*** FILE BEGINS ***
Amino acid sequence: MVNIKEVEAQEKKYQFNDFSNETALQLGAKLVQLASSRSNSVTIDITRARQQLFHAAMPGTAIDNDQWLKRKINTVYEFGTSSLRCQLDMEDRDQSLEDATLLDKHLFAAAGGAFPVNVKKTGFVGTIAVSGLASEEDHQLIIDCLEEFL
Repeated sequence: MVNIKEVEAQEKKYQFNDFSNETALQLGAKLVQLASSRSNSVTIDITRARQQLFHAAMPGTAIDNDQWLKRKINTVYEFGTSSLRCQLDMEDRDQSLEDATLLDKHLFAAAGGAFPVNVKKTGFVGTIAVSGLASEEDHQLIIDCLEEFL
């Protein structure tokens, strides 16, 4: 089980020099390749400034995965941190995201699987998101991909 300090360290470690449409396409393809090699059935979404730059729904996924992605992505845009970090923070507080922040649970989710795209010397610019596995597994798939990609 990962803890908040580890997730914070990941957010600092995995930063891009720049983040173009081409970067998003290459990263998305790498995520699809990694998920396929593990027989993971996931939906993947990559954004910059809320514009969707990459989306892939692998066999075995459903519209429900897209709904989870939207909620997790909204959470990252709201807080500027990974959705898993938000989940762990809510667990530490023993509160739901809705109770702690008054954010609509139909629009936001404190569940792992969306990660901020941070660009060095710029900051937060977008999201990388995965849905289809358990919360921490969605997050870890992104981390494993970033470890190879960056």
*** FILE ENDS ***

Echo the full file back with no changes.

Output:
Amino acid sequence: MVNIKEVEAQEKKYQFNDFSNETALQLGAKLVQLASSRSNSVTIDITRARQQLFHAAMPGTAIDNDQWLKRKINTVYEFGTSSLRCQLDMEDRDQSLEDATLLDKHLFAAAGGAFPVNVKKTGFVGTIAVSGLASEEDHQLIIDCLEEFL
Repeated sequence: MVNIKEVEAQEKKYQFNDFSNETALQLGAKLVQLASSRSNSVTIDITRARQQLFHAAMPGTAIDNDQWLKRKINTVYEFGTSSLRCQLDMEDRDQSLEDATLLDKHLFAAAGGAFPVNVKKTGFVGTIAVSGLASEEDHQLIIDCLEEFL
């Protein structure tokens, strides 16, 4: 089980020099390749400034995965941190995201699987998101991909 300090360290470690449409396409393809090699059935979404730059729904996924992605992505845009970090923070507080922040649970989710795209010397610019596995597994798939990609 990962803890908040580890997730914070990941957010600092995995930063891009720049983040173009081409970067998003290459990263998305790498995520699809990694998920396929593990027989993971996931939906993947990559954004910059809320514009969707990459989306892939692998066999075995459903519209429900897209709904989870939207909620997790909204959470990252709201807080500027990974959705898993938000989940762990809510667990530490023993509160739901809705109770702690008054954010609509139909629009936001404190569940792992969306990660901020941070660009060095710029900051937060977008999201990388995965849905289809358990919360921490969605997050870890992104981390494993970033470890190879960056």